Although the wildfires that swept through the North Bay last month are out, their effects are not over and may be felt for a long time.
The message from a group of grapegrowers and vintners that gathered recently in St. Helena was unanimous: It is time to tell the world to come back to the Napa Valley.
Geoff Smith, vintner and owner of Hourglass with its vineyards south of Calistoga on Dutch Henry Canyon Road, commented, “If your only relationship to the Napa fires was through a media outlet, you would think the whole place burned down. The pockets that were hit hard are really pretty stunning.” But, they were small pockets, including parts of Soda Canyon, Atlas Peak Road, Bennett Valley and Knights Valley.
“For the tourist driving around the northern part or the western part of the valley, you’d hardly even notice anything. I think that’s an important message,” Smith said.
Grapegrower Andy Beckstoffer said there are 450 brick-and-mortar wineries in the Napa Valley and “Maybe five of them were damaged.”
“It wasn’t the wine business that got hit, it was the people who got hurt so much, the people who live here,” he said.
“We still have businesses starting to trickle back, but the message that we want to give out is that we’re good, Napa Valley didn’t burn, and we’re stronger than ever,” said Monica Stevens, co-owner of 750 Wines with her husband, David. The Stevenses were the host of the gathering.
“From the hospitality side of things and the selling of wine, I think it’s coming back and the folks here are excited to tell everybody how beautiful everything is. It hasn’t changed much,” Stevens said.
Vintner Russell Bevan said he sees two effects of the fires. “In the short term, you know who is getting hurt? I’ve got two masseuses in my winery today and they’re dying. They’ve got no clients, none of the resorts are calling. I’ve eaten in a couple of restaurants and they’re sending half of the staff home. There are a lot of people who struggle month to month to pay the rent. Right now, we need to get people back to Napa.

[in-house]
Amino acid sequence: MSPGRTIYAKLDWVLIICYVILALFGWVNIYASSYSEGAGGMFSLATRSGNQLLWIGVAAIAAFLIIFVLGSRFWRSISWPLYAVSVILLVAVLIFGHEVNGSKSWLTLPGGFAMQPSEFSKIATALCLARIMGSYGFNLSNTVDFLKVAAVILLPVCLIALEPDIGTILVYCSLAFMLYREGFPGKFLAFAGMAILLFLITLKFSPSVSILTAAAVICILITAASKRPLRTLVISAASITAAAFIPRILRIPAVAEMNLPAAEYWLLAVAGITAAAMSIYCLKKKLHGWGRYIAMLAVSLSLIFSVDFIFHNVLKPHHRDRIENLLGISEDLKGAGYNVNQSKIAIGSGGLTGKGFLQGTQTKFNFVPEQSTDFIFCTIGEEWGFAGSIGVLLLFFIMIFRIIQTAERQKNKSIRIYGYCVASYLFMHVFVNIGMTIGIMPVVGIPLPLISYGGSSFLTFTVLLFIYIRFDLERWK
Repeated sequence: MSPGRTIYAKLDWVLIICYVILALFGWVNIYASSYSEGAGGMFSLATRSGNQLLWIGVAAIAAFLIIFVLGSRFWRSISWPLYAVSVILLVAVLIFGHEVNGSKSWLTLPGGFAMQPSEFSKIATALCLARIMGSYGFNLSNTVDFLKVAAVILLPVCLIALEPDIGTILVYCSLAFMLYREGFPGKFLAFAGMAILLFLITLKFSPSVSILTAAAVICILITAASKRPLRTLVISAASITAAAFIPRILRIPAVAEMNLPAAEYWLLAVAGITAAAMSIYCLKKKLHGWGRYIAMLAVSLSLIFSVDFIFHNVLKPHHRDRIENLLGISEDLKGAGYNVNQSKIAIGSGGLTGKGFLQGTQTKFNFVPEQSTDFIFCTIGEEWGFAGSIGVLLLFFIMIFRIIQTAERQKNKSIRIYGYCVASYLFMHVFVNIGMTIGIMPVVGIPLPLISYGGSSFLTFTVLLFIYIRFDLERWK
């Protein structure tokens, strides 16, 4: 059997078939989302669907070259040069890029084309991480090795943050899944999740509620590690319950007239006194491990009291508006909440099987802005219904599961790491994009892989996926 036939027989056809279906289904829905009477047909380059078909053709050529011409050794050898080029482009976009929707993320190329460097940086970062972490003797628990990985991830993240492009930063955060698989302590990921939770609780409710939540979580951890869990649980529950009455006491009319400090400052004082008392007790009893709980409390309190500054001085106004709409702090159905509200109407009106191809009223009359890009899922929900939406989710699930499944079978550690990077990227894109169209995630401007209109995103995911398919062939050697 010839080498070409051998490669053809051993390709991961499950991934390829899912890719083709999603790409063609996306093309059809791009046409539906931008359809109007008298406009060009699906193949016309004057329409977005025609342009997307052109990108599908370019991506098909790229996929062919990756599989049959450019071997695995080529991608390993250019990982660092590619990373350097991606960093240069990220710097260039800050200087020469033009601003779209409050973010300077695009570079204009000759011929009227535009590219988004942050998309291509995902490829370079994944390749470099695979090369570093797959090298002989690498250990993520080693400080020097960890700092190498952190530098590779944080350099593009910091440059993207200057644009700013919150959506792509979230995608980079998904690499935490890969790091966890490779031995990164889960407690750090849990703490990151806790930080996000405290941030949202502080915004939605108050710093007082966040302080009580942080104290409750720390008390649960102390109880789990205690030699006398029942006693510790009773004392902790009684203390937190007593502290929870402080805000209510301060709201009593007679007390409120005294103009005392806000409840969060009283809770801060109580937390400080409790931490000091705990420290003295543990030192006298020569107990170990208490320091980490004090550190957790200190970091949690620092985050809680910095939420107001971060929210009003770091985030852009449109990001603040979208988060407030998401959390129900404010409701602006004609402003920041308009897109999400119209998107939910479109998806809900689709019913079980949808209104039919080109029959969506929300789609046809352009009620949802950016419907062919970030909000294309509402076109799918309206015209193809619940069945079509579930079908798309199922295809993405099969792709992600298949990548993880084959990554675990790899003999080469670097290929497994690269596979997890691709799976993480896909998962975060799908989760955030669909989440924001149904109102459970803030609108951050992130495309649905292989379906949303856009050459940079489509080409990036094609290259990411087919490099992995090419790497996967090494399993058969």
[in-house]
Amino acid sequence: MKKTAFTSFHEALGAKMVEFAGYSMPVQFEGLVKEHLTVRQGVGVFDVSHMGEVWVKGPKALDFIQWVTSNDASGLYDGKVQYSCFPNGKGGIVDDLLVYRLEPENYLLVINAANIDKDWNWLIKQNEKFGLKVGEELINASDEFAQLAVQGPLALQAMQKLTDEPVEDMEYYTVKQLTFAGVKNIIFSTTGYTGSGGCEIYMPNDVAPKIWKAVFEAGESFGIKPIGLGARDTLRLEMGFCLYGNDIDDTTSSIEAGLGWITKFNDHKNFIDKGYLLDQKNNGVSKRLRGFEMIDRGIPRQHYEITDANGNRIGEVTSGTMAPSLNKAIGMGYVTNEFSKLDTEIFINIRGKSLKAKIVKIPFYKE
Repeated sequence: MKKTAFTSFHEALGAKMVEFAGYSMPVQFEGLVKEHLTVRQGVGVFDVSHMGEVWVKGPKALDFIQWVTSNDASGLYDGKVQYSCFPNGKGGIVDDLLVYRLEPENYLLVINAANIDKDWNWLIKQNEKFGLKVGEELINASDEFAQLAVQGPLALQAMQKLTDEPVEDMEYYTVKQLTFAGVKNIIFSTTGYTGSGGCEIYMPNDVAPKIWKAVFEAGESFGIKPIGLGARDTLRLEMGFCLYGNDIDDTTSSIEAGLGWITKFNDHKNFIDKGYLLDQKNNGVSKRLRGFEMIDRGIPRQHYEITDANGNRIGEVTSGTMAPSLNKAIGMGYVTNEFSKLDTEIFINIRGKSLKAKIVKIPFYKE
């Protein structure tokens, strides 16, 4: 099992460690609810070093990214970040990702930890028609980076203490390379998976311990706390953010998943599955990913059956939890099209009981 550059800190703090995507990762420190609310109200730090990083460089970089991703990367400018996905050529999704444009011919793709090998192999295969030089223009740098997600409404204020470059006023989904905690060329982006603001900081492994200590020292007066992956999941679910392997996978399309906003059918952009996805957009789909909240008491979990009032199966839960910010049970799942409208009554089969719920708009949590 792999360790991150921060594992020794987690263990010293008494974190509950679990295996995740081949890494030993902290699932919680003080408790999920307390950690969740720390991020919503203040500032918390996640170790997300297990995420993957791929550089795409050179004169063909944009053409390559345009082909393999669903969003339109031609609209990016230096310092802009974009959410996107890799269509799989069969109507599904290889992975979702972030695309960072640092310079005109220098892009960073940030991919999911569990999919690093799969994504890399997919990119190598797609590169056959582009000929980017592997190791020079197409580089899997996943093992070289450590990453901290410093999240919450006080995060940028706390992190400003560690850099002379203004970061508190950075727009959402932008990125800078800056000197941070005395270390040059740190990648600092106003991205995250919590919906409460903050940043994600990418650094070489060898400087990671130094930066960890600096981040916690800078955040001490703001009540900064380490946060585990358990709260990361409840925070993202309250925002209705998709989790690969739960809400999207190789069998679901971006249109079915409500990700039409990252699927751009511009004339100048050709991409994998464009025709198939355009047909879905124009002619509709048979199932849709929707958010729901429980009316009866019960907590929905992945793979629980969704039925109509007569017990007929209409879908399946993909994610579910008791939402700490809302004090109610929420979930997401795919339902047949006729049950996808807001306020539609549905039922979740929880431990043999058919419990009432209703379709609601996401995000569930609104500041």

“We’re in a situation where rents are going to go up. The stress on these hourly workers is so high, it’s going to be problematic if people don’t start coming back,” he added.
Bevan predicted that if the tourists don’t come back to the Napa Valley, many of the people who work in the wine industry are going to leave, go work in another field or work in another community.
“There are a lot of people who would have been working in the fields, but next year are going to be swinging hammers,” Bevans said. “We’re already in a labor shortage and we’re going to have a harder time finding migrant workers to pick the grapes because they’re going to take construction jobs. In addition, housing for them, if they do come up, is going to be more competitive and stressful.”
Beckstoffer added, “The fire didn’t have that great effect on the wine business. It had the greatest effect on people, which is really difficult. We’ll see that in years to come.”
The fires broke out at the tail end of the grape harvest when an estimated 90 percent of all the grapes had been picked. Stevens said, “Everyone knows during harvest we make hay while the sun shines. September and October are a big deal for folks that make wine.”
Vintner Roy Piper added that people who work in restaurants “count on big tips the last few weeks of the season,” but with the fires many of those restaurants were closed. “Now their traffic is down 50 percent and they’re paid on tips. That’s really brutal,” he added.
Bevan said, “If you’re here and having dinner, you’re supporting the people who need it. Right now, we need people here to support the workers who allow this valley to run, because they are the engine. The people who struggle to pay the rent or to put new shoes on their kids, they need your support.”
From Beckstoffer: “The point is, don’t come back to help the wine business. Come back to help the people.”